By Lance Armstrong
Citizen Staff Writer
In their continued efforts to have a $400 million casino-resort built at Highway 99 and Kammerer Road, the Wilton Rancheria made much news in 2017. Leading those efforts was Tribal Chair Raymond “Chuckie” Hitchcock.
The tribe gained a victory on Feb. 10, when the U.S. Department of Interior placed 35.9 acres of land into federal trust for the proposed casino-resort.
Following that action, The Howard Hughes Corp., owner of the adjacent Outlet Collection at Elk Grove mall, sold the property for $36 million to the tribe and Boyd Gaming, the tribe’s project partner.
Hitchcock recognized the tribe’s land-into-trust victory as ending their 58-year “landless status.”
“After 58 years of struggle, our people finally have land,” he said. “This is a great day for the community, as well as the tribe, because it marks a major step forward in bringing jobs, economic growth and community investment to Elk Grove and the region.”
Hitchcock and the Wilton Rancheria also gained the early support of Elk Grove Mayor Steve Ly.
Ly told the Citizen this January that there is a “need” to have the casino-resort built.
“It’s not about gambling; it’s about making sure this (long-delayed, Elk Grove) mall is completed,” he said. “And it becomes imperative that this (casino-resort project) becomes a catalyst to get the mall completed.”
The following month, former Elk Grove Mayor Gary Davis, in an interview with the Citizen, also referred to the proposed casino-resort as a “catalyst” for “breathing new life” into the mall project.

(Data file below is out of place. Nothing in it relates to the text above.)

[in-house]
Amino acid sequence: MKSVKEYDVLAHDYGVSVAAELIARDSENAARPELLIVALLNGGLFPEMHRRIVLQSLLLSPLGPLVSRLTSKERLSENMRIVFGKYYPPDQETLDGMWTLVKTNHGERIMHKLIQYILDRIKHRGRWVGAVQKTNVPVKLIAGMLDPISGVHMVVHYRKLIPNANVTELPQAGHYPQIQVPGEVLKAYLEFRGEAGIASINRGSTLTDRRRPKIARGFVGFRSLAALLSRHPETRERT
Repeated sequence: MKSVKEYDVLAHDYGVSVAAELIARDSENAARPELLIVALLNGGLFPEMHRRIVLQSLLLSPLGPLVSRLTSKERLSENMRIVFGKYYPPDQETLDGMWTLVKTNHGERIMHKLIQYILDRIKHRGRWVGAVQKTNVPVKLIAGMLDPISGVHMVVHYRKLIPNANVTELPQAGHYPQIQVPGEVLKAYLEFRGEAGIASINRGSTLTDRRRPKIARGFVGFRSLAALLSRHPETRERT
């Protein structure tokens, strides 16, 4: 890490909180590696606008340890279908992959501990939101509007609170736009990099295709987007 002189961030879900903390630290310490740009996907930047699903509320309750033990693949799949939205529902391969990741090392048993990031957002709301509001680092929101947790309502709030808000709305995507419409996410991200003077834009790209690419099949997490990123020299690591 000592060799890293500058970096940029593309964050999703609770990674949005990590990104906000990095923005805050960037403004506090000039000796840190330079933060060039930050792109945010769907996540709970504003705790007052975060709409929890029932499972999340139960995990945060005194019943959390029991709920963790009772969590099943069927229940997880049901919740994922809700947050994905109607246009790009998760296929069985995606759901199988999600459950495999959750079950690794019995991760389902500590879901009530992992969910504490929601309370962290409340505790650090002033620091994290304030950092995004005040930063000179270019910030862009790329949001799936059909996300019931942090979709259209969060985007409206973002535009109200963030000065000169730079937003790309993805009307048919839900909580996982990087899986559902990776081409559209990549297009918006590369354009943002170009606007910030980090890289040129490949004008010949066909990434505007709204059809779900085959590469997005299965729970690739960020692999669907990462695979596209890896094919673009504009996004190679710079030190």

Through memorandum of understanding agreements with the city of Elk Grove and the county of Sacramento, the Wilton Rancheria would invest more than $180 million in the first 20 years of the project. That funding would be used to improve traffic, enhance public safety, assist schools and expand community programs.
One of the year’s greatest milestones for Hitchcock and the tribe came on July 19, when Gov. Jerry Brown signed a gaming compact between the tribe and the state.
The governor’s approval of the state compact occurred less than a week after the U.S. Bureau of Indian Affairs dismissed an appeal by the Penryn-based Stand Up for California! against the placement of the proposed casino’s land into a federal trust.
“It’s been a really good week for us,” Hitchcock said.
The tribe’s proposed project came even closer to reality on Aug. 31, when the state Senate unanimously approved Assembly Bill (AB) 1606. The bill was authored by Assembly Member Jim Cooper, D-Elk Grove, and ratified the gaming compact between the state and the Wilton Rancheria.
Gov. Jerry Brown signed Assembly Bill (AB) 1606 on Oct. 3.
Hitchcock stated that with the governor’s signing of the bill, he believes that under a “best case scenario,” ground would be broken for the project by next summer.
With that timeline, Hitchcock noted that construction on the project could be completed sometime from late 2019 to mid-2020.
If built, the casino-resort would include a gaming floor with 2,000 slot machines, 84 gaming tables, a 12-story, 302-room hotel, a fitness area and spa, an outdoor pool, a 30,000-square-foot convention space/banquet area and fine dining restaurants.
The project is estimated to create 1,600 construction jobs, 1,750 full-time employment positions, and 3,000 direct and indirect jobs.